This is how God chastises our Russia for succumbing to the seduction of the Devil’s servants and for betraying God’s Anointed, indulging in robbery, debauchery, and dissipation.

God has called you, the frontier of the Far East, to save Holy Russia.  You have come forth to perform a great and holy feat, you Christ-loving warriors.  The beautiful sun of our hope is rising from the East.  Perhaps God will vouchsafe us to return a God-chosen tsar to Russia, one related to the murdered martyr tsar, as He vouchsafed the militiamen Minin and Pozharsky to find Tsar Michael Romanov.  Courageous volunteers, having spent three years in the southern reaches of the Russian land and presently languishing in foreign lands, will come to your aid.  They can’t wait to come to Russia and to perform a heroic deed against her enemy and to join you in this concerted task.

That great writer of the Russian land, Fyodor Mikhailovich Dostoevsky, reposed 41 years ago on January 28.  He staked his entire life on healing Russian society of its revolutionary spirit and turning people’s hearts to holy faith.  But, seeing the persistence of many, he foretold that in fifty years all of this would turn into a terrible bloody rebellion, that Russia would be taken over by unscrupulous criminals akin to savage cannibals, and that they would doom our fatherland to hunger and various trials and tribulations.

And that’s what happened fifty years after his prediction.

I am telling you this, beloved Far Eastern Siberians because he also wrote the following:  “Our future is in Siberia.  It would be good for us to forget Petersburg for now and be in the East in spirit (v. XXI, p. 365).  If we would turn to the building up of our Asia we would have a great popular rebirth (v. XXI, p. 517), and then a new Russia would be created, one that would revive the old one.”

You, beloved warriors and rulers of the Far East, have been called by God to fulfill the prediction of Dostoevsky, that late great patriot, and Christian.  He commands you to revive the old Russia, that real Russian Orthodox Russia, with a tsar, descended from Patriarch Philaret and Michael Fyodorovich Romanov.  Forge ahead valiantly into this exploit, moving away from any sin, especially from disobedience and pride, from cruelty and anger.  You will bring this new life to Moscow, which will again be filled with a spirit that is ancient but forgotten in these miserable days.  This is a spirit that is of God, of purity, of Christ’s love, and true brotherhood in Christ Jesus, to Whom is due glory and majesty, with the Father and the Holy Spirit, unto ages of ages.  Amen.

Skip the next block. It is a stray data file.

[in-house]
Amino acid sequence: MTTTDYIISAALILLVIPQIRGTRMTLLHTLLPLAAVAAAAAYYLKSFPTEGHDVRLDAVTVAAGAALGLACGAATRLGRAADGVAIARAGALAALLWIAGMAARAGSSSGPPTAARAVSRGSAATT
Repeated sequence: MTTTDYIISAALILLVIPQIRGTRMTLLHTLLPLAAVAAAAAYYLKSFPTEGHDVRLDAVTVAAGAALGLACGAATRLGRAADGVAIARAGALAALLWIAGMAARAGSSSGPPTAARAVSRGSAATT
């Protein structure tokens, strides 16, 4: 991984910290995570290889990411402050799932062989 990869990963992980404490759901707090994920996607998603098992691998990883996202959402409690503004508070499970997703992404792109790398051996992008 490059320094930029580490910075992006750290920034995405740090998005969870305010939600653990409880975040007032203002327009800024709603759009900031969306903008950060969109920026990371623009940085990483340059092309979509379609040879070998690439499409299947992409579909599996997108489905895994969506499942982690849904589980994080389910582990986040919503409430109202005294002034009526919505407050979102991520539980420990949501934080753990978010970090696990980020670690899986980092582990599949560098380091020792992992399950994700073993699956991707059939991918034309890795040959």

• It’s such a consolation to hear the words of this great man of God. Here, yet again, he shows us the patristic path of personal love and forgiveness not at all being contradictory to the love for ones people, and bearing the sword for them to fight the enemies of God, without malice or cruelty. He likewise showed the same patristic moderation when he wrote to monks on Mt. Athos in which he condemned the canonical aberration of the calendar change but nevertheless spoke out against a schism from the Church’s hierarchy. For me, he is a wonderful example of a Russian patriot who nevertheless loves other Orthodox peoples and cultures, since he was renowned throughout both Greece and Serbia. He also knew how to stay upon the royal path in dealing with the heterodox, cultivating friendships with the Anglicans, for instance, while yet not deviating in the dogmas or in Orthodoxy’s ecclesiological self-understanding as the One, Holy, Catholic and Apostolic Church of the Creed.

    And what brilliance!! What a great man of prayer!! What writings! Scholars quibble over this and that of his writings, but his saintly contemporaries (like St. Justin of Chelije) recognized him as one of their own.

    In such a time of tragedy, upheaval, and confusion, he took very courageous stances and encouraged those who, like these soldiers, were beset on all sides by the wicked. Eternal Memory to this exemplar of the Orthodox Faith!

    Thank you to Maxim for commissioning this translation.